SHEA Outlines Research Agenda for COVID-19, Future Viral Pandemics
‘It will come … we need to focus on viral conditions and how they spread’
Looking to future viral pandemics as well as the current one of COVID-19, the Society of Healthcare Epidemiology of America (SHEA) has set an ambitious research agenda to improve preparation and response to these cataclysmic events.
“It will come. The next pandemic will come in five years, 10 years, 20 years,” says Lona Mody, MD, lead author of the paper. “We don’t know when, but we should be better prepared at that time based on what we are facing right now.”
The research agenda was developed by 40 experts in healthcare epidemiology and infectious diseases to identify the critical areas of study for clinical practice, policy, and prevention.
“This SHEA white paper identifies knowledge gaps and challenges in healthcare epidemiology research related to COVID-19 with a focus on core principles of healthcare epidemiology,” the authors note.1 “These gaps, revealed during the worst phases of the COVID-19 pandemic, are described in 10 sections.”
Each of these sections list three critical research issues, which should be subjected to translational studies from laboratory-based basic science to well-designed, large-scale studies. These five agenda items may be of interest to infection preventionists.
- Understand heterogeneity in epidemiology and transmission dynamics of SARS-CoV-2.
- Define characteristics and effect of asymptomatic/pre-symptomatic patients infected with SARS-CoV-2.
- Characterize risk factors that lead to severe disease outcomes, including age, sex, and race, with special emphasis on health disparities, socioeconomic status, and comorbidities.
- Identify critical interventions required to stop COVID-19 outbreaks.
- Determine optimal personnel, expertise, and training required to conduct rapid SARS-CoV-2 and other outbreak investigations.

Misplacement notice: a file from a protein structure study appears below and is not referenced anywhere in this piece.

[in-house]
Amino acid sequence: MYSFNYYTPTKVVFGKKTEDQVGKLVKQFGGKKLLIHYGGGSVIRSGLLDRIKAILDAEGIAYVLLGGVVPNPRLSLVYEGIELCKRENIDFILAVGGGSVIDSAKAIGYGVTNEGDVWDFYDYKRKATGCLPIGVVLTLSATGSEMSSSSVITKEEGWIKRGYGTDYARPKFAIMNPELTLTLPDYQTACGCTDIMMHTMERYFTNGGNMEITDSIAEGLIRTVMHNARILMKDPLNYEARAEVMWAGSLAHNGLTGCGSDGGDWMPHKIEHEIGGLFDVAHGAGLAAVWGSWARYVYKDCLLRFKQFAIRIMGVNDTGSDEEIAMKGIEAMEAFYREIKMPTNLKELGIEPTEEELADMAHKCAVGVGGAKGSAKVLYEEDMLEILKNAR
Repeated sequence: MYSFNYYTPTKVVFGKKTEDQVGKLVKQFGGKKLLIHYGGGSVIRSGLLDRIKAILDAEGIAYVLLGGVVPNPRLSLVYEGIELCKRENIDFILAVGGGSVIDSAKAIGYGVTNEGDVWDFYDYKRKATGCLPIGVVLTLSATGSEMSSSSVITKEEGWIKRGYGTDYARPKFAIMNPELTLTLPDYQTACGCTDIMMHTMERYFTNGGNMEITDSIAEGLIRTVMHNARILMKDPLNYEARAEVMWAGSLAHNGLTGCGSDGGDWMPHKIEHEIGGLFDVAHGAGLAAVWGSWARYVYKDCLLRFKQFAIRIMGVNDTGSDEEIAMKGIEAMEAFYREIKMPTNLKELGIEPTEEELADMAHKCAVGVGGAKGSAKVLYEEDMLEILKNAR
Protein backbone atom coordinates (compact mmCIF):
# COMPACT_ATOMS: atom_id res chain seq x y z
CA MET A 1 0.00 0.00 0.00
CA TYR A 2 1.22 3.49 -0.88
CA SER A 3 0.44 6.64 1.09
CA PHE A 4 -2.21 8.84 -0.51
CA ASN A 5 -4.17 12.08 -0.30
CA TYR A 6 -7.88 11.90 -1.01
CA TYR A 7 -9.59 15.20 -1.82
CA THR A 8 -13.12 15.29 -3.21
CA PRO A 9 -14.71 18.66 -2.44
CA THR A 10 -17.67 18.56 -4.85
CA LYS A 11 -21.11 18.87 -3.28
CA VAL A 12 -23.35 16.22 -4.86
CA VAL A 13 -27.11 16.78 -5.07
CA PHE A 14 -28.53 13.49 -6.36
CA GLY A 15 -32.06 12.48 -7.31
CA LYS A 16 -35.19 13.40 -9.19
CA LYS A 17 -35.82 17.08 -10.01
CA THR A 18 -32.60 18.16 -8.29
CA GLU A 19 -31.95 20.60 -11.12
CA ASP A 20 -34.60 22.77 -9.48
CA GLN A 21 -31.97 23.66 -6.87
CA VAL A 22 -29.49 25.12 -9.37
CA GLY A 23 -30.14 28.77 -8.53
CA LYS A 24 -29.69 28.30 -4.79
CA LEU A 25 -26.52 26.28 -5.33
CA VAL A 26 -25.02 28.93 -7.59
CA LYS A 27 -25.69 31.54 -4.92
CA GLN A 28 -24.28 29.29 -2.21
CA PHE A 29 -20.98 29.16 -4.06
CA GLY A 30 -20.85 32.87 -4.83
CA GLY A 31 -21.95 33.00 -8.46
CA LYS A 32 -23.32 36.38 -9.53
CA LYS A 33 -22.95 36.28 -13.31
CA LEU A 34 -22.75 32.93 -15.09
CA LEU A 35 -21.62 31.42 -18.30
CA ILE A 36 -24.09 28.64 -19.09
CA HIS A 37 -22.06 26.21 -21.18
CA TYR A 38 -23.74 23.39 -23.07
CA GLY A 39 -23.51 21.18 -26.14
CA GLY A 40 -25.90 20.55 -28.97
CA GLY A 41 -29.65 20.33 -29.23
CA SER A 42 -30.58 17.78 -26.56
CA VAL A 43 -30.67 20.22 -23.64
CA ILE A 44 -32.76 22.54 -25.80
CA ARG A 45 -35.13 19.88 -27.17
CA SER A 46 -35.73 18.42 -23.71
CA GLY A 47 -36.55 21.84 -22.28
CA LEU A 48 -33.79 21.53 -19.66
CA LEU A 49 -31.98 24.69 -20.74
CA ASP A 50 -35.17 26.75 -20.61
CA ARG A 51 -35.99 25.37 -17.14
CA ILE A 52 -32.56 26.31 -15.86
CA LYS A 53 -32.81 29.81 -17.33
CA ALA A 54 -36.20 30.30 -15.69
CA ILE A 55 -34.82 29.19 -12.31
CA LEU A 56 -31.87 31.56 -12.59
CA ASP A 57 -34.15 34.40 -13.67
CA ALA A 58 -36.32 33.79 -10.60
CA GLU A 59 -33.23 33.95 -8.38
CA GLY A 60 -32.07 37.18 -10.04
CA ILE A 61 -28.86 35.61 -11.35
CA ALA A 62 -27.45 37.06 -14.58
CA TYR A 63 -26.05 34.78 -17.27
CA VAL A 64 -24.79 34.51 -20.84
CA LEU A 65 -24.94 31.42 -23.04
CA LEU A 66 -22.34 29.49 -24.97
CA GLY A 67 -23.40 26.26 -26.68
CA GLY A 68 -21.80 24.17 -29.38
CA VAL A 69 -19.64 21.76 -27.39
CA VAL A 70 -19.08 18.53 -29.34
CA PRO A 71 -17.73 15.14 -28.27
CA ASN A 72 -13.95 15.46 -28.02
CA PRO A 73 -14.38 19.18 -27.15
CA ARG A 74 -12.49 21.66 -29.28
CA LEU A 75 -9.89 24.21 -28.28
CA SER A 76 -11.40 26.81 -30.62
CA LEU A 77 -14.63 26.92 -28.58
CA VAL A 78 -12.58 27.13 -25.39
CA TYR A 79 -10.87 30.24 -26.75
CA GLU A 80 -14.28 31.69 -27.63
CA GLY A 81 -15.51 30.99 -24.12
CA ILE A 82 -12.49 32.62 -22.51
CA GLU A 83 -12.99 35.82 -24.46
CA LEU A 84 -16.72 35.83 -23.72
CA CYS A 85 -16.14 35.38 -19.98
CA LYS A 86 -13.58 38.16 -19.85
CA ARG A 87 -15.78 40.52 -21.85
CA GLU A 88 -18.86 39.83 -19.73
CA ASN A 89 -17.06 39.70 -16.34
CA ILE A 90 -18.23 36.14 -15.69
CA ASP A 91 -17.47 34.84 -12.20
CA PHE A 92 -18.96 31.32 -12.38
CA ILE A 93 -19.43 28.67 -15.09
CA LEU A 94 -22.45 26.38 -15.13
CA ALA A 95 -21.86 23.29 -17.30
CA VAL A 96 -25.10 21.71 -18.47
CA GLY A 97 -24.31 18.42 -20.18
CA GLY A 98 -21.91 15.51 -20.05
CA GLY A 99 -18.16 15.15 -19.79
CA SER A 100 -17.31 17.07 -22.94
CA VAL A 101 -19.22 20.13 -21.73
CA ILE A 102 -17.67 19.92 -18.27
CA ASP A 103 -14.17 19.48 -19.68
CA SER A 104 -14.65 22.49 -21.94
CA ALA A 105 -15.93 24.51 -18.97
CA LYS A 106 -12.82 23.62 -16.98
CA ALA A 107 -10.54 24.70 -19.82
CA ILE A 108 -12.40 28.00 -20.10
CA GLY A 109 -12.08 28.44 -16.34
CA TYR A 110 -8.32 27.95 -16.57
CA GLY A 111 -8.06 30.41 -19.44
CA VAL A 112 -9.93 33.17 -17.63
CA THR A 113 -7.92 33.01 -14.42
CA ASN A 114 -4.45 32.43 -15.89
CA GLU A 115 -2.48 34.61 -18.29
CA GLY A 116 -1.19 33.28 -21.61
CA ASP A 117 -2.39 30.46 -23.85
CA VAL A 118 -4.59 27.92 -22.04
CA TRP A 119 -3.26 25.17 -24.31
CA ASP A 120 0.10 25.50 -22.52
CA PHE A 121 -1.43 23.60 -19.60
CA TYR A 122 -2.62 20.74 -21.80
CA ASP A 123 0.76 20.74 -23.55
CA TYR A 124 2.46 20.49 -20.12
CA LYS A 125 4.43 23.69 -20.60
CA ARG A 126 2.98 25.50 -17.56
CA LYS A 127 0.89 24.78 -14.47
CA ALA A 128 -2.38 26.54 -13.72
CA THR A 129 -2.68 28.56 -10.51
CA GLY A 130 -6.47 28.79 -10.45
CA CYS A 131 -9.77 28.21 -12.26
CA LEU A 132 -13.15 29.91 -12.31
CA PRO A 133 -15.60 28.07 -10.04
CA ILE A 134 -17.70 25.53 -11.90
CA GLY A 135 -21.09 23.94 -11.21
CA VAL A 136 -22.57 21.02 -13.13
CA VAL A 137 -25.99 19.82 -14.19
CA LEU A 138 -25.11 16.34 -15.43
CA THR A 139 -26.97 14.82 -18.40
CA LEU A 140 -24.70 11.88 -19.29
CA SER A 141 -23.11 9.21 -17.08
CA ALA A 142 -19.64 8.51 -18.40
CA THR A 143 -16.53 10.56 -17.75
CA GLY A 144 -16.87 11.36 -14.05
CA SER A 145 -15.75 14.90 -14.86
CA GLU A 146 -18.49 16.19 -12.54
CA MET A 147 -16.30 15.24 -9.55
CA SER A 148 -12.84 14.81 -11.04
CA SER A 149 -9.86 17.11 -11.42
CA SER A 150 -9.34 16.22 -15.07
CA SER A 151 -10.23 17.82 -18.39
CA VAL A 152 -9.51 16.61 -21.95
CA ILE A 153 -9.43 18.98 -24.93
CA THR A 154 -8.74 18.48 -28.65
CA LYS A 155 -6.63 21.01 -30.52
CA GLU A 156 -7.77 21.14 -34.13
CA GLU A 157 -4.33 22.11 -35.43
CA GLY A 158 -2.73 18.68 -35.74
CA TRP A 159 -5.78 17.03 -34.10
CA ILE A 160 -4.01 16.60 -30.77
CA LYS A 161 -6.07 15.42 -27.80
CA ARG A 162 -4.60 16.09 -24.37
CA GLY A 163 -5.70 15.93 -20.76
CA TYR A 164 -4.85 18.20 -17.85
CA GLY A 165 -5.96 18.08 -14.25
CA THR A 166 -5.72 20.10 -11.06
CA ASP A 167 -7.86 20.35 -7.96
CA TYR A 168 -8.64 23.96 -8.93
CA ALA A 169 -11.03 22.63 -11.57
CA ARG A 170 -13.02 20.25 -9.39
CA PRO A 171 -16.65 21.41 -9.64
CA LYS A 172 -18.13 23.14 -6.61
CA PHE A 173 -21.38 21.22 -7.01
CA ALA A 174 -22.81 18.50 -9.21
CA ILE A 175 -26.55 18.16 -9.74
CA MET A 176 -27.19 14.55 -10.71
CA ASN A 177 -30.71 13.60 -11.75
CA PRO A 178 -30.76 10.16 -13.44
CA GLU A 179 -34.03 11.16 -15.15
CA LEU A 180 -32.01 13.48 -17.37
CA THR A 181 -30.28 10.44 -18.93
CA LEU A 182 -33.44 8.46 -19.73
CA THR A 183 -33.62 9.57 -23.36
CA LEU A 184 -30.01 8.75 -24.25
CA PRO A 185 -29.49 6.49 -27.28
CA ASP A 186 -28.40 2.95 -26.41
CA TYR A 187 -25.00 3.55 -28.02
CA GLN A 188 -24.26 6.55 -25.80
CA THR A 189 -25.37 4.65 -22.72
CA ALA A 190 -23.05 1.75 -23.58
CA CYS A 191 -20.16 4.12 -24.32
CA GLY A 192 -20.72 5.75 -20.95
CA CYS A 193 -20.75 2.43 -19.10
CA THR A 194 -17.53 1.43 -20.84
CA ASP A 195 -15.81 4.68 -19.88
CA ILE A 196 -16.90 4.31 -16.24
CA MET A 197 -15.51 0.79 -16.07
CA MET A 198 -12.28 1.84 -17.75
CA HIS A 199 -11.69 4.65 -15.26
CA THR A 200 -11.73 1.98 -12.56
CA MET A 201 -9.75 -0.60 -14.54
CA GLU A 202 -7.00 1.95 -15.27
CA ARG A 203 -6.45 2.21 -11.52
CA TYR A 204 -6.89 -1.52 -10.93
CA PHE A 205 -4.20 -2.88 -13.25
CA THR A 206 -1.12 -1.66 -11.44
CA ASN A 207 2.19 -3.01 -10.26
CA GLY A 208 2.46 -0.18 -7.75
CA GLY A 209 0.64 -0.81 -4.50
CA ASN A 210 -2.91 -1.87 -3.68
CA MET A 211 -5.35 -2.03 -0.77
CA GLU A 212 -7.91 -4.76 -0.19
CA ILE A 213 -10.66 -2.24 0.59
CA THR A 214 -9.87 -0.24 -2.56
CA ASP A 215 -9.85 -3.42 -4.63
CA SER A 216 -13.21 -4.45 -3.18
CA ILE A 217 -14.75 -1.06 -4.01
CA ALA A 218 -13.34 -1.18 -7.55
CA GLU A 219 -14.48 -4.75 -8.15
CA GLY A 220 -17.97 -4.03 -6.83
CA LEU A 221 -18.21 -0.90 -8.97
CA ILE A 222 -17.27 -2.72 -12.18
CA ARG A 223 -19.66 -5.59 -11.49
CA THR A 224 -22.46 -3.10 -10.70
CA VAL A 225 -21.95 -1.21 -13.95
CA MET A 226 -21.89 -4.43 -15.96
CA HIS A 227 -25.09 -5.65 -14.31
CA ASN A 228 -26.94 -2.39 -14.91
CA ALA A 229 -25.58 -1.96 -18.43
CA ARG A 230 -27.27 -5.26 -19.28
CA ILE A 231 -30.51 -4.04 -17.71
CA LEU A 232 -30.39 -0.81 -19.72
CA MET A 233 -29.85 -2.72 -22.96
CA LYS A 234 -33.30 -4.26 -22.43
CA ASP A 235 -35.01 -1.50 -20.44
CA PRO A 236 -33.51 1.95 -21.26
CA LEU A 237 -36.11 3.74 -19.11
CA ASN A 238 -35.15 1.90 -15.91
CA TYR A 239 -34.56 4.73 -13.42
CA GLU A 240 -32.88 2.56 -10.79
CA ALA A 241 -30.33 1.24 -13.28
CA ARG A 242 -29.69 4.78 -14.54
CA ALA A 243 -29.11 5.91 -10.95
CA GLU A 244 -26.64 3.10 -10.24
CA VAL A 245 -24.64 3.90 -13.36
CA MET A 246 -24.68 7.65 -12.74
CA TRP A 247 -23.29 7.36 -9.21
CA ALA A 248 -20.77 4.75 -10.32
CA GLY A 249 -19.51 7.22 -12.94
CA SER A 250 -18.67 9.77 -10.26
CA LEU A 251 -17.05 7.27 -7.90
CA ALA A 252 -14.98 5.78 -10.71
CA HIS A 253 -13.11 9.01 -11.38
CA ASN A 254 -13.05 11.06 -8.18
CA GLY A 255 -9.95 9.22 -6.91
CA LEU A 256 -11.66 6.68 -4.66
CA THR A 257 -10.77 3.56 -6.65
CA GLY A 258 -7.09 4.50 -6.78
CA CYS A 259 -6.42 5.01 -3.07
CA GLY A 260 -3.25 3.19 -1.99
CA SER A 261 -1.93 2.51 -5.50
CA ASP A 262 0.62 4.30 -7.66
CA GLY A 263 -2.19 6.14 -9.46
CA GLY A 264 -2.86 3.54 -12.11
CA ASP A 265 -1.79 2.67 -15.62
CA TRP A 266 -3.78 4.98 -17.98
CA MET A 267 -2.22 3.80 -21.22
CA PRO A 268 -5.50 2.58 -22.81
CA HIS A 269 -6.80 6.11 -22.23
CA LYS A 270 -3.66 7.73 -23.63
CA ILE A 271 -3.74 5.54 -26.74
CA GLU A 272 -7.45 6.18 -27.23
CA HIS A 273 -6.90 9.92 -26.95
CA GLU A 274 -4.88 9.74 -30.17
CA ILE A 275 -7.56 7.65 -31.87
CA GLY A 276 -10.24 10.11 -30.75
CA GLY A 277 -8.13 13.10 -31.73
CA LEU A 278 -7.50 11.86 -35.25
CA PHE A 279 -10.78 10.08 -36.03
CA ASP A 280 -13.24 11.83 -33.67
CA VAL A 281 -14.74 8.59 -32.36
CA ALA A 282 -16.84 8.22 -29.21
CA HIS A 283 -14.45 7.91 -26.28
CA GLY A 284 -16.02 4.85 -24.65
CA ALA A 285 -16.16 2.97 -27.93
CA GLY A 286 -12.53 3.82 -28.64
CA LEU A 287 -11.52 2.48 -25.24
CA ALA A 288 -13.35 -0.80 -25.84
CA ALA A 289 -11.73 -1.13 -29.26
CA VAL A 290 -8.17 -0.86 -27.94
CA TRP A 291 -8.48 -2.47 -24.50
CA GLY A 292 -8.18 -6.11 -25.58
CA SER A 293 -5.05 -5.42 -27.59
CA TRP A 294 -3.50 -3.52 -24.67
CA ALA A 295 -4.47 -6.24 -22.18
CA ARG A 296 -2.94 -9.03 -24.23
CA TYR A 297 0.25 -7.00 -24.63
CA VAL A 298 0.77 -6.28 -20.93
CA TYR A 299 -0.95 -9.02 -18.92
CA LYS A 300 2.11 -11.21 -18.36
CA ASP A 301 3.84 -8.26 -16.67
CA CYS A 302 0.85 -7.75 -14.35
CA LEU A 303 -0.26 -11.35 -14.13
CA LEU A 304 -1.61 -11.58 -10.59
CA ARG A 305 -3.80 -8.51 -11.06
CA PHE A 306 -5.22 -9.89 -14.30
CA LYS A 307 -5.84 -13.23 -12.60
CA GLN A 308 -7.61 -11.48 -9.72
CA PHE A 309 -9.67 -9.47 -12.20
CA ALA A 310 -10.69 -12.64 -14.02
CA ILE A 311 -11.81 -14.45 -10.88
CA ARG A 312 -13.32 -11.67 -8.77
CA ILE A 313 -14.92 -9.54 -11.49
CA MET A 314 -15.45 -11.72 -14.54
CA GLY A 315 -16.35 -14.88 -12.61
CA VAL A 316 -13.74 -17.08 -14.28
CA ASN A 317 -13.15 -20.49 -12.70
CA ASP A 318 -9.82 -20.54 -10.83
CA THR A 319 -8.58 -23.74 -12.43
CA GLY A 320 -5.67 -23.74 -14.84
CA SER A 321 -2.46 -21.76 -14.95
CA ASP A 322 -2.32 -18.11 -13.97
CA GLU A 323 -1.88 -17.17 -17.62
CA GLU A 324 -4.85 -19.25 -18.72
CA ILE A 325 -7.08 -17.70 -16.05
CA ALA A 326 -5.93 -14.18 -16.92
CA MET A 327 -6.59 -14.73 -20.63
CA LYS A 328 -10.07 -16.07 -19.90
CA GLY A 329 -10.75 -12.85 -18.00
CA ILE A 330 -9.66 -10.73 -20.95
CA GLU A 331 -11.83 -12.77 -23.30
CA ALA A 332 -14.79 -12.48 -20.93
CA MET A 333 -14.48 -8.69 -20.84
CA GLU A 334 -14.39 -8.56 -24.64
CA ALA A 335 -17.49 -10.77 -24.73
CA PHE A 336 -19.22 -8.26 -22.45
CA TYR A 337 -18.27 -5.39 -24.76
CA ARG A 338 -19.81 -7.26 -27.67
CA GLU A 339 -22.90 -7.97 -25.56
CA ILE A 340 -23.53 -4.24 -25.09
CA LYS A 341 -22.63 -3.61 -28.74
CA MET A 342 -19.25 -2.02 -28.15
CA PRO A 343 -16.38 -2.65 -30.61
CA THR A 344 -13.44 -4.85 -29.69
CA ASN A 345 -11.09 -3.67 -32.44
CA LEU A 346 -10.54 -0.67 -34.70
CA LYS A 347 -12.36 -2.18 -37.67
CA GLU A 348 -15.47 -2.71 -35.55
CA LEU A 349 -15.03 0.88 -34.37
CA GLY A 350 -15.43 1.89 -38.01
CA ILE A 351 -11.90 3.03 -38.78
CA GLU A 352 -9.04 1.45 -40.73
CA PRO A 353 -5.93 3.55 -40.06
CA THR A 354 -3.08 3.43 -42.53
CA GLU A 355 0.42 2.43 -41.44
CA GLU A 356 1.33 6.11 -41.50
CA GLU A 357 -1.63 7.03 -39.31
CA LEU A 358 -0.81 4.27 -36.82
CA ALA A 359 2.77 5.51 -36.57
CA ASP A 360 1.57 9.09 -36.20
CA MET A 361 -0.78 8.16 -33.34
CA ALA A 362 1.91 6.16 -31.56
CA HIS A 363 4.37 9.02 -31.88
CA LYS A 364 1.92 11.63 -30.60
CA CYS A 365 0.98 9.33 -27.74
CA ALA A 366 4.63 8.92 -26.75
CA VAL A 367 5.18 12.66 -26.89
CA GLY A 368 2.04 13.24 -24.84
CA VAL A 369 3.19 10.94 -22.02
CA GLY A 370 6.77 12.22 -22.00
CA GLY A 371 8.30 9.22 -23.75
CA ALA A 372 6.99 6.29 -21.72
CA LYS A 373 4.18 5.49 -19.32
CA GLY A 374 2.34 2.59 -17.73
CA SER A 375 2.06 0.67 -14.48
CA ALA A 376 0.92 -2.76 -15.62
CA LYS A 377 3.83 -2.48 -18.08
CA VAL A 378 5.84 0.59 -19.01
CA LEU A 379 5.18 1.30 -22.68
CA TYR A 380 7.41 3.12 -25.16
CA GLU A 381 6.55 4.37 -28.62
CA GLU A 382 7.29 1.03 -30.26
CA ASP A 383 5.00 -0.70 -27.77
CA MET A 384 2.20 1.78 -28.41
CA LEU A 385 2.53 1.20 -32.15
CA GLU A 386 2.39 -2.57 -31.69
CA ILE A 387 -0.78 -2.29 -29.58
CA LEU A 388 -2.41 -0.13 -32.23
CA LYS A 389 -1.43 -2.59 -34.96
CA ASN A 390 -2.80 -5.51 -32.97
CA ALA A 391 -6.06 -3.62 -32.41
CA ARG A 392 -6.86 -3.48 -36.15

- Identify optimal resources and technology (reporting tools, software, and hardware) to support outbreak investigation.
Isolation Precaution Practices
- Determine when and how to initiate transmission-based isolation precautions for COVID-19.
- Determine how to optimize management and care delivery while isolation precautions are in place.
- Determine when to discontinue COVID-19 isolation precautions and reinstitute isolation in cases of possible re-infection.
Personal Protective Equipment
- What is the appropriate level of universal personal protective equipment (PPE) for the current pandemic and in the post-pandemic state?
- What are the sociobehavioral, adaptive, and contextual factors required to improve appropriate PPE use?
- Are PPE interventions made during the COVID-19 pandemic likely to be effective against other commonly circulating respiratory viruses?
Healthcare Occupational Safety
- Define the risks that increase healthcare personnel (HCP) exposure to and acquisition of SARS-CoV-2 and interventions that can mitigate these risks.
- Determine optimized strategies to protect the emotional and psychological health of HCP.
- Determine effect of social and organizational strategies to maintain the health and wellness of HCP.
Q & A
Hospital Infection Control & Prevention asked Mody for additional comment on the research agenda in the following interview, which has been edited for length and content.
HIC: Can you elaborate on the point that this research is needed not just for COVID-19, but future viral pandemics?
Mody: This pandemic has exposed the weaknesses and dangerous gaps in our understanding of the epidemiology, transmission, and the short- and long-term public health consequences of viral diseases. I personally believe that a lot of work emphasis and focus has been placed on bacterial transmission of antibiotic-resistant organisms. We need to focus on viral conditions — how they spread, how we can control them and minimize the consequences by broad public health research into infection prevention. Certainly, we have many unanswered COVID-19 questions, but in a broader, long-term view of things, it has shown us the global impact on health and economy. Every possible population and country across the globe has been impacted. There is no global economy without global public health. Another reason we wrote this article is that we hope that not only the [United States] but people across the world will [research] some of the questions that we have proposed as a starting point.
HIC: One research area calls for better understanding of how this virus transmits asymptomatically. Healthcare workers are sometimes reminded that they can transmit influenza shortly before symptoms appear, but COVID-19 has taken this insidious feature to a whole new level.